Soap Bubble Set (Lunar-Space Object)
14 1/2 x 9 7/8 x 3 3/4 in.
signed l.l. in ink: [backwards] Joseph Cornell
titled c.c. in ink: "Soap Bubble Set"\ (Lunar - Space Object)
Amon Carter Museum of American Art, Fort Worth, Texas
© The Joseph and Robert Cornell Memorial Foundation / Licensed by VAGA, New York
Cornell interpreted the world through elaborate box constructions inspired by nineteenth-century Victorian shadowboxes made for holding precious objects. He composed his works through surreal-like associations of found objects. This one, with its photographic image of the moon, is a nod to the post-World War II Space Race between the United States and the former Soviet Union for dominance in space exploration and travel.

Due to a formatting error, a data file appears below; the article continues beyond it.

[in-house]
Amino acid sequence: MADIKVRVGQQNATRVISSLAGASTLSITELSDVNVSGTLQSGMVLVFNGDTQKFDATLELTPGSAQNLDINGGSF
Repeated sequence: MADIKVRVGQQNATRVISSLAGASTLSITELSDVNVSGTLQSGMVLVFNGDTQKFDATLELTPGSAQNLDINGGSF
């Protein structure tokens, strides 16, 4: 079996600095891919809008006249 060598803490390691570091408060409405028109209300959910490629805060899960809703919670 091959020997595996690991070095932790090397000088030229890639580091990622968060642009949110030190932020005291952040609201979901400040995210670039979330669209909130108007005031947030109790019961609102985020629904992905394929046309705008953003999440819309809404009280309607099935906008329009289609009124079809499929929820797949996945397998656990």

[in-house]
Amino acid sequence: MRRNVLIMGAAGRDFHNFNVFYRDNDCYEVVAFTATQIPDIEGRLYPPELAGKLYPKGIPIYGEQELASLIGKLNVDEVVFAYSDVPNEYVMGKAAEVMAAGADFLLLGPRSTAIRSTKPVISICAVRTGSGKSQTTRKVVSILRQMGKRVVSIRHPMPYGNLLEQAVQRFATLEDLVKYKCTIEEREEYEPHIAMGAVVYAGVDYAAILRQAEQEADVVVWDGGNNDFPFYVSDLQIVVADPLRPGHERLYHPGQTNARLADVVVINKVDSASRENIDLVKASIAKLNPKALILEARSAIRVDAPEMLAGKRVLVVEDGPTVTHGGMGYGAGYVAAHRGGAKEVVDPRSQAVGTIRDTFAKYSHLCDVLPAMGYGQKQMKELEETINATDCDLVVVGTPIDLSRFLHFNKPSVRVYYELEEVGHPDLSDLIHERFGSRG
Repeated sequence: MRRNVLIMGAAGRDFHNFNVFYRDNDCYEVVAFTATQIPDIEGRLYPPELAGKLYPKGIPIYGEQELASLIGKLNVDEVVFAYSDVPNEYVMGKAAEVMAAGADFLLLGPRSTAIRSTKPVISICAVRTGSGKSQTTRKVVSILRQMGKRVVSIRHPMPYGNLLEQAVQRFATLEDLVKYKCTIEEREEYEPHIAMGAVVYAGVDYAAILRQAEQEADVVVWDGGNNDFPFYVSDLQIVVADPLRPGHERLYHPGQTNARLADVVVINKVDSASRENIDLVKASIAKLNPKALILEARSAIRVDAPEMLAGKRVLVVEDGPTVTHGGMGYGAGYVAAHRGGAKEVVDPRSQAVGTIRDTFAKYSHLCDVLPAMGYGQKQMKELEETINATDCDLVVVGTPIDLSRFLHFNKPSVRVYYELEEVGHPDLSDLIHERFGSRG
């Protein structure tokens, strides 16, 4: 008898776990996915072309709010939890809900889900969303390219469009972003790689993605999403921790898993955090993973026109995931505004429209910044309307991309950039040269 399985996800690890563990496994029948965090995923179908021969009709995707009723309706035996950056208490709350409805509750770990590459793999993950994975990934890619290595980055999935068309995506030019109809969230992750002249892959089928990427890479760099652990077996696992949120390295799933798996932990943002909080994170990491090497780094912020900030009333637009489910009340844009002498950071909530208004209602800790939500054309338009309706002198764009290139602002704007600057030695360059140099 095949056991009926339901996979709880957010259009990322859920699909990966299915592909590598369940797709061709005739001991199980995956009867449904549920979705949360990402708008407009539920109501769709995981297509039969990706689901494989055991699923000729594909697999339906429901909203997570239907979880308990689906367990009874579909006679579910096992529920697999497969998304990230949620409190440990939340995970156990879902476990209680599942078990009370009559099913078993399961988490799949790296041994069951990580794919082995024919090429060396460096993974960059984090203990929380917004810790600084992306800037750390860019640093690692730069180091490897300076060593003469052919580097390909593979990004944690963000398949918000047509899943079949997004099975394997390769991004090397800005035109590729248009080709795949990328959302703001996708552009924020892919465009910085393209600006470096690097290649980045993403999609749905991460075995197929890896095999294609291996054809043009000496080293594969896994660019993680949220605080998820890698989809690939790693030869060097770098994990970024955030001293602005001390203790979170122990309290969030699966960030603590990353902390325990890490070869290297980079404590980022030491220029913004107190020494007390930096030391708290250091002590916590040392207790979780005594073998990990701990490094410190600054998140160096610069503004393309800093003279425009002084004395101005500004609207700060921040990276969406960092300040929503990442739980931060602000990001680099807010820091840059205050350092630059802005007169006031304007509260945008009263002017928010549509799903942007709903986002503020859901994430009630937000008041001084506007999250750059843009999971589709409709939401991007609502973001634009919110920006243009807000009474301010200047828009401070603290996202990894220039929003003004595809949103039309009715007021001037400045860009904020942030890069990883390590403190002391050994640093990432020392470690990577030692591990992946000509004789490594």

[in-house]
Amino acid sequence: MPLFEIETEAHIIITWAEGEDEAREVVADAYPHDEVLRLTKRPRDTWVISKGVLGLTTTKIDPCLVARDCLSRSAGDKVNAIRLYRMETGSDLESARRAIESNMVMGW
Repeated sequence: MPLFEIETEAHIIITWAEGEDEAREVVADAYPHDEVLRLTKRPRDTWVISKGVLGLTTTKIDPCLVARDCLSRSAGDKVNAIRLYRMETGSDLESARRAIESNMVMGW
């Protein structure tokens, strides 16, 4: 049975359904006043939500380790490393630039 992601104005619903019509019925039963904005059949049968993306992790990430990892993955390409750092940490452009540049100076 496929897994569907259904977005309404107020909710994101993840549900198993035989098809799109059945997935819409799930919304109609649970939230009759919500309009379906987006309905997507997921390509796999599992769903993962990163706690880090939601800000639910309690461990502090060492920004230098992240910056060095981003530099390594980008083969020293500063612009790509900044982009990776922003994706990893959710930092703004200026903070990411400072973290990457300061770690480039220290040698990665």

Associating bubbles with planets, Cornell incorporated a bubble-blowing pipe at the bottom of the box. The seashell suggests the tides and the gravitational pull between the earth (white ball) and the moon, while the column of numbers is most likely a chart of star notations. Though related in these ways to space exploration, the work remains mysterious, suggesting Cornell’s romantic vision of celestial navigation.